On Tuesday 27 November 2001 02:18, Branko Collin wrote:
> > > 3.  A page on the GIMP site should be dedicated to the topic of "How
> > to
> >     transition from Photoshop to the GIMP successfully."  The
> >     community would be a lot larger if more people realized that 'you
> >     get what you pay for' is a false statement; get professional
> >     artists interested in GIMP and the development potential would
> >     skyrocket.  Once professionals depend on GIMP, then we may even
> >     see some corporate funding for making GIMP do all the things that
> >     need to be done:  CMYK, serious halftoning, and easy font work
> >     come to mind, but that's just the tip of the iceberg.
> I thought you were working on such a tutorial?

Has anyone looked at any Photoshop books? I use Gimp at home under Linux, and 
yesterday I happened to find myself at a Mac with Photoshop. The experience 
reminded me of my first days with Gimp. So how did all those Photoshop users 
learn how to control the program? How about getting a popular Photoshop book 
and copying the structure, but using Gimp instead?

Having said that, I think the tutorials and the manual are pretty good, it's 
just not that easy to find them. I like the idea of having the website be an 
extension of the UI, however, do remember that not everybody has 24/7 web 
access, and needing a web link to look up some feature quickly is not yet a 
viable option I think.

Last thingy, about professional use of Gimp, isn't this a bit of a 
chicken-and-egg thing? I can't imagine anyone using a program that doesn't do 
CMYK, serious halftoning and easy font work (with the added note that my X 
server crashes regularly on TrueType fonts rendered larger than 100 px or so) 
for professional print graphics. Having worked together with those 
professionals quite a bit lately I think Gimp needs to be quite a bit better 

> The new gimp.org will in all probability have more sections for more
> parts of the community. So far, gimp.org has been the prototypical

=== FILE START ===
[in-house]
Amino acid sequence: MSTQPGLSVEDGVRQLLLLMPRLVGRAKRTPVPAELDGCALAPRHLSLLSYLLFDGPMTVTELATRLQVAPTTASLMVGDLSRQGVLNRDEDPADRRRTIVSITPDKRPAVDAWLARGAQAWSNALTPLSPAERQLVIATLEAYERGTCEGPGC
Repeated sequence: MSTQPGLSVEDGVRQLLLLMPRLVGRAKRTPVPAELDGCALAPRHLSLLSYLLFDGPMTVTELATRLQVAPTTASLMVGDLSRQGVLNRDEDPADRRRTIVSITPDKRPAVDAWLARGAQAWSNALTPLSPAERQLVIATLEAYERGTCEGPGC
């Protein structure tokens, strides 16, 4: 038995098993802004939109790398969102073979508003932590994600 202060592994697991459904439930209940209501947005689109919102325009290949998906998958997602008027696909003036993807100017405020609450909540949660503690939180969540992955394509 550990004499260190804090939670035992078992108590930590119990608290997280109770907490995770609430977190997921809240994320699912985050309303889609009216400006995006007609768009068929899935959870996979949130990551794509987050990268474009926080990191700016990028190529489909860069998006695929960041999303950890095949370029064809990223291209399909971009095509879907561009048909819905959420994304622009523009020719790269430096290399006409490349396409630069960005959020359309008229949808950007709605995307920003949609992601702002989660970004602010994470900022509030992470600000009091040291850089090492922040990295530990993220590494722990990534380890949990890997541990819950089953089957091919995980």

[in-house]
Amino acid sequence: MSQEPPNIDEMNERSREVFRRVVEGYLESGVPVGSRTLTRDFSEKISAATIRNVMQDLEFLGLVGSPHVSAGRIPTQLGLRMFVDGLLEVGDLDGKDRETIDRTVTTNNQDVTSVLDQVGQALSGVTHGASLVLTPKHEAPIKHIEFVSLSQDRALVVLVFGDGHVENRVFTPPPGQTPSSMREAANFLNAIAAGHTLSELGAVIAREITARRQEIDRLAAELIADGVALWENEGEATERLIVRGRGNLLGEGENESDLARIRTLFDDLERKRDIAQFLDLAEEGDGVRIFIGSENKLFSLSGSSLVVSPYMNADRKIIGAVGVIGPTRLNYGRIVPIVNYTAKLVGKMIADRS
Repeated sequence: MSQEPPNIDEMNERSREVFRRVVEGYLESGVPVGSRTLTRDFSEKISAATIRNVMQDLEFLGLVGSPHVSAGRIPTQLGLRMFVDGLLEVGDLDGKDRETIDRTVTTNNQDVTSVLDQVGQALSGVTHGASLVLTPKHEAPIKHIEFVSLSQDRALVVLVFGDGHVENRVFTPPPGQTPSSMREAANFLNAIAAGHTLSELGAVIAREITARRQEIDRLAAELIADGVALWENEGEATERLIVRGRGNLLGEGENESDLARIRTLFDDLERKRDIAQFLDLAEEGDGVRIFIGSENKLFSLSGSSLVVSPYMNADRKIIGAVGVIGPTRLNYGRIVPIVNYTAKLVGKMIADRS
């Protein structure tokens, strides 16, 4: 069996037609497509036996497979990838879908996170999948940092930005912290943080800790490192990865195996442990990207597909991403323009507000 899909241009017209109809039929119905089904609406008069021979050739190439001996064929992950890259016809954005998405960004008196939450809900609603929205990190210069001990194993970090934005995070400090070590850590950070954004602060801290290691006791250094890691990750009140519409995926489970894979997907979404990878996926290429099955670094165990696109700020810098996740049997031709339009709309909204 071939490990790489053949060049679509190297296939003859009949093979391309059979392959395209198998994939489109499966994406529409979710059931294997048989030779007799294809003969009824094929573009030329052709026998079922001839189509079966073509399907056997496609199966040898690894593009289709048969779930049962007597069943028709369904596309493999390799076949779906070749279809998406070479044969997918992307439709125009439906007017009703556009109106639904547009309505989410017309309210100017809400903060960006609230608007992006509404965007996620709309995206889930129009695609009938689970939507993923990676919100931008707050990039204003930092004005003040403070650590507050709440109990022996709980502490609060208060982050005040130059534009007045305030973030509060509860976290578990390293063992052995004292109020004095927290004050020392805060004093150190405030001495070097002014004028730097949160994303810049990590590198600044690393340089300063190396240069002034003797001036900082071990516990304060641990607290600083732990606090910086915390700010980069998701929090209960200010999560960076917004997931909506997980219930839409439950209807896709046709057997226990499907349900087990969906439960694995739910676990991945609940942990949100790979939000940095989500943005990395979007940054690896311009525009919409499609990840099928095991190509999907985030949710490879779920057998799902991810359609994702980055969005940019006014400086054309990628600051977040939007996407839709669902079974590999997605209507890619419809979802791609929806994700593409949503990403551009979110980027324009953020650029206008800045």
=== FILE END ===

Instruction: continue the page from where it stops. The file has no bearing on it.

> Corporate Website, the folder-on-the-net. Address and product
> information you can get, but if you want support, communities,
> downloads, what have you, you will have to look elsewhere. Gimp.org
> at least did one better than most other corporate sites by at least
> linking to all the elsewheres.
> > Lastly, the mentality of "we don't care if you use it, we develop GIMP
> > for us" is the keystone of exclusivity and elitism,
> There is nothing wrong with exclusivity and elitism per se...
> Maybe. I think that is your personal opinion. Me, I do it for my itch
> to be scratched and because it looks good on my portfolio and because
> I like the GIMP development community. In the end, you decide what is
> rewarding for you.

I think the problem we have here is that there's quite a big difference 
between the developers and the users of the program. The people who make open 
source racing games probably do that because they like to play racing games 
as well. The average Gimp developer seems to do it because they like to write 
image manipulation software, things like writing filters and scripts and 
stuff, not necessarily because they like making digital art. The users of the 
program aren't very interested in the technology behind it all, they just 
want something to help them create their images. What I think the new website 
should do is explain to the programmers that doing something like this for 
your CV is nice, but nobody will be impressed if the program isn't used by 
anybody. And that the maintainers won't accept contributions that don't help 
the users in some way. On the other hand, the users should know that there 
are a bunch of developers who make it possible for them to use this great 
program, and that that's where they should go with feature requests and 
proposals for improvement of the program. Or in other words, these two groups 
of people, developers and users, should become one group of Gimp enthusiasts.

I'd like to suggest a way to try and achieve this. About three years ago, 
game development company Lionhead (www.lionhead.com) started a discussion 
board on their website. There were different fora within the board, for 
different subjects. Amongst others there was a programming board and a board 
to discuss the (then upcoming) game Black&White. What happened was that the 
programmers, who normally aren't that gamesy, started posting on the B&W 
board as well, discussing the game with the gamers, while the gamers ended up 
on the programming board with questions such as "hey, seen this screenshot, 
how did they do that?" and "I'd like to start programming too! How?".

Ofcourse there are mailinglists for developers and users, but these are more 
or less separate entities, just like the Gimp user community and the Gimp 
developer community are separate entities. Web boards are a bit more 
userfriendly than mailinglists (ie they are easier to grok for Jon Foo who 
just yesterday bought his new computer at Wal-Mart and now wants to make 
pretty graphics with Gimp) and you can make it pretty clear in the layout 
that it's one big board, just with different fora for different subjects. 
Have a look at www.lionhead.com/board to see what I mean (the B&W boards have 
now closed, and things have quieted down a bit after the release of B&W, but 
the setup is still the same).

Wow, that's gotten a bit longer than I expected. Oh well. One more rant for 
the list :).

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